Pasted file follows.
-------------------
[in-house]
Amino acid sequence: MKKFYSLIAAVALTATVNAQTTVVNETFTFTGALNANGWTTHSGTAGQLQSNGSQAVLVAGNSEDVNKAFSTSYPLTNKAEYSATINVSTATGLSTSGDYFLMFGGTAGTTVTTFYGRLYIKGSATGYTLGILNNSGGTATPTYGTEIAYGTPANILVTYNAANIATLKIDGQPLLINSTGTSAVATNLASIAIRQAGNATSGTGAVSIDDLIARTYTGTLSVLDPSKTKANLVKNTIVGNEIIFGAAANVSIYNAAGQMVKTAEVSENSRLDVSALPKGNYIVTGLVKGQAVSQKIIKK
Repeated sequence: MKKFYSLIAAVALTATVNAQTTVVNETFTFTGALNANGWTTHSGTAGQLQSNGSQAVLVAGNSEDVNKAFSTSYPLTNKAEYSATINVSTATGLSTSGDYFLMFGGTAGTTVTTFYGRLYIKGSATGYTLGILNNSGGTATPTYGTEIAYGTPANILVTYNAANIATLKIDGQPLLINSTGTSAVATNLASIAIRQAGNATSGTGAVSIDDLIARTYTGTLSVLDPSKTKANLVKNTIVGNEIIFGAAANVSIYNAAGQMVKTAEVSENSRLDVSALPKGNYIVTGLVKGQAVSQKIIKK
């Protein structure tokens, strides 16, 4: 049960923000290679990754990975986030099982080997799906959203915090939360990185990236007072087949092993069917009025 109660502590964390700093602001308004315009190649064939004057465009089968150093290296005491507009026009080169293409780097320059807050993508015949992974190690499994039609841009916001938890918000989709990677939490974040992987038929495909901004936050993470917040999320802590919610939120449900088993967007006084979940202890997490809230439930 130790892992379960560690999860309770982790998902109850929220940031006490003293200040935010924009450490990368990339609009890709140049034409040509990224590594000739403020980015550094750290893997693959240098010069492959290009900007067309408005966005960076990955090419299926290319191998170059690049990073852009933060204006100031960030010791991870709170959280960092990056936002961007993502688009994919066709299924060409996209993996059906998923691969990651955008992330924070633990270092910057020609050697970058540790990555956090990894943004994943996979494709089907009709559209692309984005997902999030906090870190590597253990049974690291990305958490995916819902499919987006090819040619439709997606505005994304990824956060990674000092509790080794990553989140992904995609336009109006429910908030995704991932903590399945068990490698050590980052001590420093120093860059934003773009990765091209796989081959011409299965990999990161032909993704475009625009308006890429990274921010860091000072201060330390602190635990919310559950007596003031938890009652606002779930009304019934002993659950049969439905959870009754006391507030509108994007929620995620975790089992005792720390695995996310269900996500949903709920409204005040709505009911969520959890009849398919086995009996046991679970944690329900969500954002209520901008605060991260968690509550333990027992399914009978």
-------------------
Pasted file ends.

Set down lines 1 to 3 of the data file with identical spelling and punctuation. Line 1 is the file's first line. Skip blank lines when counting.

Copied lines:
[in-house]
Amino acid sequence: MKKFYSLIAAVALTATVNAQTTVVNETFTFTGALNANGWTTHSGTAGQLQSNGSQAVLVAGNSEDVNKAFSTSYPLTNKAEYSATINVSTATGLSTSGDYFLMFGGTAGTTVTTFYGRLYIKGSATGYTLGILNNSGGTATPTYGTEIAYGTPANILVTYNAANIATLKIDGQPLLINSTGTSAVATNLASIAIRQAGNATSGTGAVSIDDLIARTYTGTLSVLDPSKTKANLVKNTIVGNEIIFGAAANVSIYNAAGQMVKTAEVSENSRLDVSALPKGNYIVTGLVKGQAVSQKIIKK
Repeated sequence: MKKFYSLIAAVALTATVNAQTTVVNETFTFTGALNANGWTTHSGTAGQLQSNGSQAVLVAGNSEDVNKAFSTSYPLTNKAEYSATINVSTATGLSTSGDYFLMFGGTAGTTVTTFYGRLYIKGSATGYTLGILNNSGGTATPTYGTEIAYGTPANILVTYNAANIATLKIDGQPLLINSTGTSAVATNLASIAIRQAGNATSGTGAVSIDDLIARTYTGTLSVLDPSKTKANLVKNTIVGNEIIFGAAANVSIYNAAGQMVKTAEVSENSRLDVSALPKGNYIVTGLVKGQAVSQKIIKK